Definition of the neumatic element
We will come back later to the notion (still a bit confused) of neumatic cut, but we can already define the neumatic element as “a group of notes without a neumatic cut”.
The list and the number of neumatic elements
Here are the various types of neumatic elements that we can find in current Gregorian chant scores:
If we don't consider the different heights (pitches) of the notes and the liquescent forms, this list is quite exhaustive for the elements with one or two notes. Starting with the three-note elements, the number of elements grows sharply, and giving the list of all the elements would appear, if not impossible, at least tiresome, and not useful for constructing a lexical typography for chant.
The concept of a “neumatic glyph” will let us have a simpler vocabulary, easily exhaustive for the typographical transcription of Gregorian chant.
But before we talk about that, we must clarify the question of spaces that we can encounter in the thread of certain neumatic elements. Indeed it is not always easy to tell the difference between, on one hand, a space inside a neumatic element, and on the other hand, a neumatic cut separating two neumatic elements.
As the typographer is by definition neither a musician, a musicologist, nor a gregorianist, he needs a vocabulary adapted to his work. That's why we propose to simplify the notion of neumatic cut, from a typographical point of view, and to include in it all the spaces, excluding those found:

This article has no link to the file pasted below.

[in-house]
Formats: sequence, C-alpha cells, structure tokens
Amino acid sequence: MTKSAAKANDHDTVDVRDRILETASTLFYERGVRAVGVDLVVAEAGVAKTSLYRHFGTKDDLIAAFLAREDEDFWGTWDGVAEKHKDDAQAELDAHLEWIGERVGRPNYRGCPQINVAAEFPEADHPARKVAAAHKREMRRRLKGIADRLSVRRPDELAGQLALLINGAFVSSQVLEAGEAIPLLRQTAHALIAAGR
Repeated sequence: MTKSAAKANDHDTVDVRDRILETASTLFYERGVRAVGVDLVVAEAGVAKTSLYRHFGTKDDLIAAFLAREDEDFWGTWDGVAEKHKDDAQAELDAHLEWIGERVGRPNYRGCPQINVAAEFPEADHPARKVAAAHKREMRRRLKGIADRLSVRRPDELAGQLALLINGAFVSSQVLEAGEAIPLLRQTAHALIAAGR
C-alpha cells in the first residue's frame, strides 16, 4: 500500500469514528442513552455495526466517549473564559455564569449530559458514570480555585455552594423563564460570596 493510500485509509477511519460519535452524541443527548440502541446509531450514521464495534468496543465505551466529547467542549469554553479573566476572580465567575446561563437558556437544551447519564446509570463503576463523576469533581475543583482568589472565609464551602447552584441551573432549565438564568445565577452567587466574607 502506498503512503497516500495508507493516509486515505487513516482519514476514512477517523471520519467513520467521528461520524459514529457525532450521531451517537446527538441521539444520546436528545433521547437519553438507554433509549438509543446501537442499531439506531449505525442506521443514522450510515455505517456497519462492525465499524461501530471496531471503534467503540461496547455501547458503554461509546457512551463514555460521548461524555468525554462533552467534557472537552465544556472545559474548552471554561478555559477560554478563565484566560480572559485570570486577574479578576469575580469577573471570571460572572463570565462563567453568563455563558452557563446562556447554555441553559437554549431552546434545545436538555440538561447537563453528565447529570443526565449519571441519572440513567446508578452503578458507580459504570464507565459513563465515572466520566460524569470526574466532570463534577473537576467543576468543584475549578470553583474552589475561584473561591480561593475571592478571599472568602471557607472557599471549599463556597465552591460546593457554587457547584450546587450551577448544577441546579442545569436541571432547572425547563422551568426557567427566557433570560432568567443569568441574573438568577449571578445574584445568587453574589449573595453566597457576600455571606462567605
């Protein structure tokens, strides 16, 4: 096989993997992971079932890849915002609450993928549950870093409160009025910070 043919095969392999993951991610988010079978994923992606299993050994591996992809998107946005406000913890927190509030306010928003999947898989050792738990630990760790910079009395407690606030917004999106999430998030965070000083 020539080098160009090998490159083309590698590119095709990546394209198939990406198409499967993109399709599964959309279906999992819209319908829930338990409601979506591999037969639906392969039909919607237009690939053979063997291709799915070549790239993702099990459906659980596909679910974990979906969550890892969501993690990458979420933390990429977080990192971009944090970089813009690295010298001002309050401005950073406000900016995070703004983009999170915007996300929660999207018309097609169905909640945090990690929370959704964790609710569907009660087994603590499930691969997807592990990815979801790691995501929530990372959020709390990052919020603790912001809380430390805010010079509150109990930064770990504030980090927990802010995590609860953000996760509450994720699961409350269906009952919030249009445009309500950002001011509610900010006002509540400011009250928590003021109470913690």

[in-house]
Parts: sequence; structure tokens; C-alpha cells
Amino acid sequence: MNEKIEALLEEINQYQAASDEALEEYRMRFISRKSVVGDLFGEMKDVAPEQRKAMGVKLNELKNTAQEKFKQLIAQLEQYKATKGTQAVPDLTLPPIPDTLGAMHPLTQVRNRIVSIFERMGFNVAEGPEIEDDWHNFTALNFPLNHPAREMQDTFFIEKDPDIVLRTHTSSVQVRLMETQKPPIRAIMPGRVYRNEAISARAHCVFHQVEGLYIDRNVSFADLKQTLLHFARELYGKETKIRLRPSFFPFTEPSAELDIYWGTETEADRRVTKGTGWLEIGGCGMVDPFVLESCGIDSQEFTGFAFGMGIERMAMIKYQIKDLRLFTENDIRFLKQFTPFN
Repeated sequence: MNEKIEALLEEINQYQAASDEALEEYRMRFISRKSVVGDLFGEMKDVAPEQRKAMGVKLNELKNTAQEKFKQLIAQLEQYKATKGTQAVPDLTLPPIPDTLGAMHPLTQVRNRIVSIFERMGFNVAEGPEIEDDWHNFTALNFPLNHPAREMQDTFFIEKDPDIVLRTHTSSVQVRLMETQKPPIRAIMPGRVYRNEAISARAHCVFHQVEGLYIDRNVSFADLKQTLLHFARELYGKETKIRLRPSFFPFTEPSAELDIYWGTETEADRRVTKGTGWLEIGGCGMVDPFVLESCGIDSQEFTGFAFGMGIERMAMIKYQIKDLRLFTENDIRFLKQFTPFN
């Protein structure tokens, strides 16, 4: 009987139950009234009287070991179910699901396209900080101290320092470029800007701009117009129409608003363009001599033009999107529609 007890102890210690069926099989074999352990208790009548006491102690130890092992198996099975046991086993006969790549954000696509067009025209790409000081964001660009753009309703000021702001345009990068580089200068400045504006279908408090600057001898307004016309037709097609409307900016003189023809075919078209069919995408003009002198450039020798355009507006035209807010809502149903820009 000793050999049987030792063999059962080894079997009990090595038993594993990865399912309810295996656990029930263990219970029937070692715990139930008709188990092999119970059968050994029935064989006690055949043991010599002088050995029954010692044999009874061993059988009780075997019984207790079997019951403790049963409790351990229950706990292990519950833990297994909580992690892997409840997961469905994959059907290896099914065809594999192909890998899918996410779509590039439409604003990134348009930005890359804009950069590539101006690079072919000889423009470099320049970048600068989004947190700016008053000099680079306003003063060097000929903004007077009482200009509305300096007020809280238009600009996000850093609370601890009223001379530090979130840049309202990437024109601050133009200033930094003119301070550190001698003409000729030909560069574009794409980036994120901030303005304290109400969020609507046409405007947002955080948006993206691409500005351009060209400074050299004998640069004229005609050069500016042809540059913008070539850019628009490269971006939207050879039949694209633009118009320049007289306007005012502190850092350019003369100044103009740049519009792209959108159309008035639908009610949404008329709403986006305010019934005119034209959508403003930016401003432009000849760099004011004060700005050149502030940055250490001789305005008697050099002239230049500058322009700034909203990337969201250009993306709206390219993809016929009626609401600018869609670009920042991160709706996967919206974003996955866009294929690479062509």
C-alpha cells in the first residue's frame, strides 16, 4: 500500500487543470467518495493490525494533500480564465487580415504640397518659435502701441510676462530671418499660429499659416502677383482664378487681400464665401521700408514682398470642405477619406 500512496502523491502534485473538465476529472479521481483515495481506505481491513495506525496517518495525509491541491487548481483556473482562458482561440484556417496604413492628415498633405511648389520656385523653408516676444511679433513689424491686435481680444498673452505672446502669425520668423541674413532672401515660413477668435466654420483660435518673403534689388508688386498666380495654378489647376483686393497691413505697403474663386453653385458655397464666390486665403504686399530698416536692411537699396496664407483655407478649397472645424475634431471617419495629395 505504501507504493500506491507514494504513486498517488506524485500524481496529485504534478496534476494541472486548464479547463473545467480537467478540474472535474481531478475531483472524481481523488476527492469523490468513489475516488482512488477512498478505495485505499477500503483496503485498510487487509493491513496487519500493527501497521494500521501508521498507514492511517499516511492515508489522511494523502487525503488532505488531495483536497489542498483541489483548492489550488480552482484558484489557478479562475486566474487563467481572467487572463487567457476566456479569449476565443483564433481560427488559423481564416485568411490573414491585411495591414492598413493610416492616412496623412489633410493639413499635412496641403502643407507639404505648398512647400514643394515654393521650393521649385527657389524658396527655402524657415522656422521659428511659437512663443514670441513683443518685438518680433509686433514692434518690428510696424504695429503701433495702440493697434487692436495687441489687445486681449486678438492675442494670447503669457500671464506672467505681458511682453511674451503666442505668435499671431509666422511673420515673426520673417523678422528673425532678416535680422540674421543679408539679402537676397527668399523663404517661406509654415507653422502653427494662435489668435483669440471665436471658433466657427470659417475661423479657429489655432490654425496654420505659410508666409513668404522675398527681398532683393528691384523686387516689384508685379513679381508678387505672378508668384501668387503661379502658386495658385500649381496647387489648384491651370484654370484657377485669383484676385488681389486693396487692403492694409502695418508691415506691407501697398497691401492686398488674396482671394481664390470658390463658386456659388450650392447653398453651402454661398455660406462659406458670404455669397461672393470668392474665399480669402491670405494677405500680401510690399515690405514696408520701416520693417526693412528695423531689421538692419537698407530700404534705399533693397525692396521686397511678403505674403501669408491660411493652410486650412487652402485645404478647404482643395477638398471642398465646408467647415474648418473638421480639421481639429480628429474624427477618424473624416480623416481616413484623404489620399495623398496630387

- in groups of two or three successive puncta quadrata, strophae or virgae on the same pitch;
- in elements starting or ending with several puncta inclinata.
Therefore, the following written forms will be considered as only one neumatic element:
But the following written forms as two different elements:
Difficulties resulting from this choice in establishing a XML standard
Let us take two examples:
- this neumatic element: called scandicus flexus, is written in the Nocturnale Romanum (Hartker Verlag, 2002, p. 501), in the following way:
- the element named porrectus flexus, is written this way: (Ibid., p. 499) but we could also choose to write it more aesthetically this way: .
If we consider the scandicus flexus and the porrectus flexus typographically sometimes as only one element and sometimes as two, it is very hard to establish a standard XML representation.
Do we have to revert to a more musical definition of the neumatic cut and abandon the one we just defined?
It does not seem so, because in a lot of cases, the distinctions are debatable and indeed debated. What can be said, for example, of the written forms of the porrectus flexus such as these: and ? In some manuscripts they are both written like this .
Not to speak of the salicus, the subject of so many discussions. and transcribed with the following forms:
Different representations of the salicus